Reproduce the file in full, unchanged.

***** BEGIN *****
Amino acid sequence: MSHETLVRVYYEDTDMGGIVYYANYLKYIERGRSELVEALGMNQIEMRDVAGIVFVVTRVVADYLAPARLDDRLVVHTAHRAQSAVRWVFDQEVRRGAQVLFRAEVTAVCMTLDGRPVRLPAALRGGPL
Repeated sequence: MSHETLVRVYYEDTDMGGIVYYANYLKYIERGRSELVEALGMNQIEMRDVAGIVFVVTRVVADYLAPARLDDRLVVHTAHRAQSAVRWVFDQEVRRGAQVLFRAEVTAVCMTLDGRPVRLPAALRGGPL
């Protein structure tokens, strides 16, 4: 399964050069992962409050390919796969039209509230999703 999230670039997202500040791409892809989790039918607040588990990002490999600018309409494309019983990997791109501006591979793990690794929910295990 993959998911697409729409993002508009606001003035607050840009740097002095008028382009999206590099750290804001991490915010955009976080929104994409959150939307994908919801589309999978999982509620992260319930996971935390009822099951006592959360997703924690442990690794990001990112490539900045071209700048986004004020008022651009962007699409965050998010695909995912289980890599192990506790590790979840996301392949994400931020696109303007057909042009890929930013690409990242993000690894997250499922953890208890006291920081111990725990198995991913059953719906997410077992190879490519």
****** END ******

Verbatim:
Amino acid sequence: MSHETLVRVYYEDTDMGGIVYYANYLKYIERGRSELVEALGMNQIEMRDVAGIVFVVTRVVADYLAPARLDDRLVVHTAHRAQSAVRWVFDQEVRRGAQVLFRAEVTAVCMTLDGRPVRLPAALRGGPL
Repeated sequence: MSHETLVRVYYEDTDMGGIVYYANYLKYIERGRSELVEALGMNQIEMRDVAGIVFVVTRVVADYLAPARLDDRLVVHTAHRAQSAVRWVFDQEVRRGAQVLFRAEVTAVCMTLDGRPVRLPAALRGGPL
């Protein structure tokens, strides 16, 4: 399964050069992962409050390919796969039209509230999703 999230670039997202500040791409892809989790039918607040588990990002490999600018309409494309019983990997791109501006591979793990690794929910295990 993959998911697409729409993002508009606001003035607050840009740097002095008028382009999206590099750290804001991490915010955009976080929104994409959150939307994908919801589309999978999982509620992260319930996971935390009822099951006592959360997703924690442990690794990001990112490539900045071209700048986004004020008022651009962007699409965050998010695909995912289980890599192990506790590790979840996301392949994400931020696109303007057909042009890929930013690409990242993000690894997250499922953890208890006291920081111990725990198995991913059953719906997410077992190879490519």